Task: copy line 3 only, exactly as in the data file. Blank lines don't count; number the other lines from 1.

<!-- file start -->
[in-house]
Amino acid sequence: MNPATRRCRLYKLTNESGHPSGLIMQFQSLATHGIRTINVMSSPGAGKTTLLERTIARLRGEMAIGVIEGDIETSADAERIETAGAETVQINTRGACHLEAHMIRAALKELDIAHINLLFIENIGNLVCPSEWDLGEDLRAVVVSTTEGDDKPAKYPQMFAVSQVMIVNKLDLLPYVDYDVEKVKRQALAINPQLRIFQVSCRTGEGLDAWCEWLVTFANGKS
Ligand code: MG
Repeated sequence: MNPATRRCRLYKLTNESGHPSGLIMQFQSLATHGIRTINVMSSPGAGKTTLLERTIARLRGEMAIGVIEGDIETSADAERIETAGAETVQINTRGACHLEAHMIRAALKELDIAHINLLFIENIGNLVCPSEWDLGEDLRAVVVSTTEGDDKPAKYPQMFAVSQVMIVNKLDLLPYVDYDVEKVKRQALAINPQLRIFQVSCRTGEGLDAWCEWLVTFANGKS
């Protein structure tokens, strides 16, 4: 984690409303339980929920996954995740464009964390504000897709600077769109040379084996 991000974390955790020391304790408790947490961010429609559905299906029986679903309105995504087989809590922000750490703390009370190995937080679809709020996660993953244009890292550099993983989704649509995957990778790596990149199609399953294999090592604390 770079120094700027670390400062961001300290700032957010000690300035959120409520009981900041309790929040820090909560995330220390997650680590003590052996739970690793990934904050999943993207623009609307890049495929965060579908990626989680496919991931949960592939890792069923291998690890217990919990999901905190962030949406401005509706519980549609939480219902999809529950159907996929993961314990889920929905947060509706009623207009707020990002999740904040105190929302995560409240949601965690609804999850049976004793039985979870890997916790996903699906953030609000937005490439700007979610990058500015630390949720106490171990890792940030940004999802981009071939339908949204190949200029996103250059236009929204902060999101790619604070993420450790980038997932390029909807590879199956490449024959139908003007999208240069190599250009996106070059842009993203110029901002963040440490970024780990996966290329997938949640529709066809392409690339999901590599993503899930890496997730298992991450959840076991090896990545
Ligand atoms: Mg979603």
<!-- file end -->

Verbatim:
Ligand code: MG